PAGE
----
TFEU Article 355(6), introduced by the Treaty of Lisbon allows the status of French, Dutch and Danish overseas territories to be changed more easily, by no longer requiring a full treaty revision. Instead, the European Council may, on the initiative of the member state concerned, change the status of an overseas country or territory (OCT) to an outermost region (OMR) or vice versa.
Some former territories of European Union members broke formal links with the EU when they gained independence from their ruling country or were transferred to an EU non-member state. Most of these territories were not classed as part of the EU, but were at most associated with OCT status and EC laws were generally not in force in these countries.
Some current Special Member State territories and the European Union changed or are in the process of changing their status from such, where EU law applies fully or with limited exceptions to such, where the EU law mostly doesn't apply. The process also occurs in the opposite direction. The procedure for implementing such changes was made easier by the Treaty of Lisbon.
Greenland chose to leave the EU predecessor without also seceding from a member state. It initially voted against joining the EEC when Denmark joined in 1973, but because Denmark as a whole voted to join, Greenland, as a county of Denmark, joined too. When home rule for Greenland began in 1979, it held a new referendum and voted to leave the EEC. After wrangling over fishing rights, the territory left the EEC in 1985, but remains subject to the EU treaties through association of Overseas Countries and Territories with the EU. This was permitted by the Greenland Treaty, a special treaty signed in 1984 to allow its withdrawal.
Saint Martin and Saint-Barthélemy in 2007 seceded from Guadeloupe (overseas department of France and outermost region (OMR) of the EU) and became overseas collectivities of France, but at the same time remained OMRs of the European Union. Later, the elected representatives of the island of Saint-Barthélemy expressed a desire to "obtain a European status which would be better suited to its status under domestic law, particularly given its remoteness from the mainland, its small insular economy largely devoted to tourism and subject to difficulties in obtaining supplies which hamper the application of some European Union standards." France, reflecting this desire, requested at the Council of the European Union to change the status of Saint Barthélemy to an overseas country or territory (OCT) associated with the European Union. The status change came into effect from 1 January 2012.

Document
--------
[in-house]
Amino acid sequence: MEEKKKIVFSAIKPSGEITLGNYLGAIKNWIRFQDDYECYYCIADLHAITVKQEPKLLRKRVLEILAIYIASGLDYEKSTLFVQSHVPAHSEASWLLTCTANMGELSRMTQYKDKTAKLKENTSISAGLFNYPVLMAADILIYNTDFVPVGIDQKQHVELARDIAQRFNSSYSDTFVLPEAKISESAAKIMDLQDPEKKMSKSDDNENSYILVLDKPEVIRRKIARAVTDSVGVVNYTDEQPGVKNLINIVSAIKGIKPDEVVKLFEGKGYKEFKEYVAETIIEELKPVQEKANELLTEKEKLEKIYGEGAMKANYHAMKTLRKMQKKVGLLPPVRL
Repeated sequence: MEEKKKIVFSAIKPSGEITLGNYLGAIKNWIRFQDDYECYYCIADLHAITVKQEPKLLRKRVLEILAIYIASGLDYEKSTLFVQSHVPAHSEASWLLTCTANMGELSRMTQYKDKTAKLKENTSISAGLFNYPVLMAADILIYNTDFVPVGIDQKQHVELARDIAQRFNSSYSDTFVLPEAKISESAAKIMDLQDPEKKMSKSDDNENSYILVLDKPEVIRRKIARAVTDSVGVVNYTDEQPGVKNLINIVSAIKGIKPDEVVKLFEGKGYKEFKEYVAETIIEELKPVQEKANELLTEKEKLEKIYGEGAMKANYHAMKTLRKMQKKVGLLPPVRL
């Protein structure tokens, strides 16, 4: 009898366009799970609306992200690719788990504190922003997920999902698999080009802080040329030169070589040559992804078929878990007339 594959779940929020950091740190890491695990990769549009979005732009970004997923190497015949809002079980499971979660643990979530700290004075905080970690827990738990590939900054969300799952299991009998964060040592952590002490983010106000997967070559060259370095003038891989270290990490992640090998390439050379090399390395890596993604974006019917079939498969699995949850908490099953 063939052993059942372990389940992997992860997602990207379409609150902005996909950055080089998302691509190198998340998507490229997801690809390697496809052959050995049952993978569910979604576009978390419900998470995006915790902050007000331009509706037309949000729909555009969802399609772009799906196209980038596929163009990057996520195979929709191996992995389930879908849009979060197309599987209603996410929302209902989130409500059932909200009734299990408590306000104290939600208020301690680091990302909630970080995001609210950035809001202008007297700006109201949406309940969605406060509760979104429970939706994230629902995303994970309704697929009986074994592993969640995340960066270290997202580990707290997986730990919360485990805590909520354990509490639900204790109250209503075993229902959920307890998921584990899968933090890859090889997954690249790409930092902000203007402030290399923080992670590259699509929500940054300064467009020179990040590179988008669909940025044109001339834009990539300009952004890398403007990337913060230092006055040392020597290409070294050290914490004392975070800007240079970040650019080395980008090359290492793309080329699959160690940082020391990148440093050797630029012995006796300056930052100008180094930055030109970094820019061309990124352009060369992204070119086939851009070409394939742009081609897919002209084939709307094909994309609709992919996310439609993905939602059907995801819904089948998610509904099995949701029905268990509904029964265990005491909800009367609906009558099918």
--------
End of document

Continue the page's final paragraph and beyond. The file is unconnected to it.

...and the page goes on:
Brexit is the process by which the United Kingdom withdraws from the European Union. The British government led by David Cameron held a referendum on the issue in 2016; a majority voted to leave the European Union. On 29 March 2017, Theresa May's administration invoked Article 50 of the Treaty on the European Union in a letter to the President of the European Council, Donald Tusk. The UK is set to leave by April 2019.
The terms of withdrawal have not yet been negotiated, and the UK remains a full member of the European Union. May said that the UK government would not seek permanent single market membership, and promised a Great Repeal Bill that would repeal the European Communities Act and would incorporate existing European Union law into the domestic law of the UK.
Potential future withdrawals
Several states have political parties and individuals advocating and seeking withdrawal from the EU. In member states, there are political movements of varying significance campaigning for withdrawal.
Parties in the EU advocating or considering withdrawal
While no country other than the United Kingdom has voted on whether to withdraw from the EU, political parties criticizing the federative trend of the European Union and advocating its reshaping into a looser cooperation framework have gained prominence in several member states since the last European Parliament election in 2014, similarly to the rise of UKIP in the United Kingdom.
The main parties are:
- Party for Freedom (Netherlands)
- National Front (France)
- Lega Nord (Italy)
- Liberty (Poland)
- Jobbik (Hungary)
- Left Party & Sweden Democrats (Sweden)
Break-up of a member state
As Lucinda Creighton, the former Irish Minister of State for European Affairs stated, there is no precedent for the breakup of any existing EU member state, and the continued membership of all or some of the new individual states.